Emotion Taking Me Over
I know I’m dating myself but I can hear that Bee Gees song. How did the words go? Something like, “It’s just emotion taking me over. Caught up in sorrow. Lost in this song.” Or as some would say, you’re wallowing or drowning in emotion. There are times when our emotions seem overwhelming, out of our control.
Uncontrollable. Unmanageable. It may even seem that the more we try to control our feelings, the more intense they become. Or perhaps the more someone says, don’t be afraid or nervous or worried, the more you feel that way.
I’m reminded of a workshop I attended some years ago. The presenter talked about dreams and how they’re interpreted across cultures. She told the story of a South American culture where people are taught to face fears that show up in their dreams and to look for the gift their fears have to offer. Consider this, a child awakens and tells her parent that she was frightened because she dreamed that she was falling. The parent might respond with, “Next time, be sure to look and see where you land”. Or if the child dreamed a large, scary animal was chasing her, the parent might advise her, “Next time, stop and turn around to see what gift the animal had to offer you”.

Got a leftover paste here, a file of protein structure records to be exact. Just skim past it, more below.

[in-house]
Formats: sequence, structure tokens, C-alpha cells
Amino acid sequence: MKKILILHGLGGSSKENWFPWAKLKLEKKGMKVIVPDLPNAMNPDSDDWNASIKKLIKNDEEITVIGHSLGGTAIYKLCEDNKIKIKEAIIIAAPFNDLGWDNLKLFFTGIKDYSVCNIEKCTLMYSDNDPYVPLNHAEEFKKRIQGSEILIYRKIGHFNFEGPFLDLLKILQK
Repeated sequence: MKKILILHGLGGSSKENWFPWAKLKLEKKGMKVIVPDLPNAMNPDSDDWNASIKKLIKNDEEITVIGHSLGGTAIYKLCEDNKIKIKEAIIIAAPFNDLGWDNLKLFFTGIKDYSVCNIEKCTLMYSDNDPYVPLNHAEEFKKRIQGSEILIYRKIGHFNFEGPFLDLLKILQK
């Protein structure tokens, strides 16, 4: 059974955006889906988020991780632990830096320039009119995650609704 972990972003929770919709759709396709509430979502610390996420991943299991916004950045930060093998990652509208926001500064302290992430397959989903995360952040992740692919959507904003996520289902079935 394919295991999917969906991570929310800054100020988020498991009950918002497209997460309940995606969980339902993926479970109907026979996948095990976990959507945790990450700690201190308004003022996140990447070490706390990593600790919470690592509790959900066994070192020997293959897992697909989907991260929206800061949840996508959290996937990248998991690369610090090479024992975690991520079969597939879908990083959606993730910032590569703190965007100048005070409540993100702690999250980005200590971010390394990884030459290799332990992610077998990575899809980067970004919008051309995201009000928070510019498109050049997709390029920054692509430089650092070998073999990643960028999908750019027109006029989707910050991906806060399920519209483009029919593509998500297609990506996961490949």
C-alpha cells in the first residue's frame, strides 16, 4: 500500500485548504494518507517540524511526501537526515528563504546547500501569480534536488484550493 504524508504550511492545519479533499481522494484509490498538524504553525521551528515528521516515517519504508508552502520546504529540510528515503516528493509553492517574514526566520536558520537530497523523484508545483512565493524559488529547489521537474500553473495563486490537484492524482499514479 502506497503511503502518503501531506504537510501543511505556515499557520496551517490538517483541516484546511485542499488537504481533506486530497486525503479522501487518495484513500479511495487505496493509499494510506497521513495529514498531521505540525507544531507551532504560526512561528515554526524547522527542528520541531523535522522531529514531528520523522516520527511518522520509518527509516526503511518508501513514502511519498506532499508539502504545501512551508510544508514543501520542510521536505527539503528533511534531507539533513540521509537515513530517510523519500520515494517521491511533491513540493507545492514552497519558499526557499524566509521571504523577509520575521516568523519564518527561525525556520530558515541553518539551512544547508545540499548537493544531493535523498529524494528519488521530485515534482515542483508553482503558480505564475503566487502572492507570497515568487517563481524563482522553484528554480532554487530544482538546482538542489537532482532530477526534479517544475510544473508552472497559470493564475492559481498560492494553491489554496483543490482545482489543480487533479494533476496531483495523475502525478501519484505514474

I know. Sometimes we’d rather simply run away from something scary. It’s hard to imagine that the scary thing has anything worthwhile to offer us. But suppose your fears and worries are really signals to stop and solve a problem. Imagine them as arrows pointing you toward clues that can help you resolve an issue.
So, your worry that a client won’t like your proposal may be an invitation to review your proposal and address the points that may be of concern. Your fears about trying a new sport may be reminding you to make sure you take the necessary safety measures or purchase the equipment that will support your physical well-being.
Our emotions are our built in traffic signals. They say, “Stop. Look over here. Pay attention to this. Watch out. I’ve got something to show you. Take care of this before you move forward”. Yes, emotions are our personal security system. We’ve all probably had our car or house alarm send out a signal. Despite, the deafening sounds and the tense startle they create, we’re glad for the warning. It gives us notice that something unwanted is underway but “you’ve got time to fix it”.
So, at the same time you may be frightened, you’re called to action. So you’re focused & clear about what steps to take. There is balance and order in that moment. You’re calm in the center of the storm and you map out our actions. Stay focused. Get to safety. Call for assistance. You’re grateful for the warning and opportunity to take action.
You can use this same framework when emotions seem to be taking you over. It’s an alarm. Stand at the center of the storm where it’s calm. Focus. What’s the unwanted thing that the alarm is pointing toward? What problem do you need to resolve? Map out your plan of action. Get help if needed. Be grateful that you come with a pre-installed security system. It is a gift.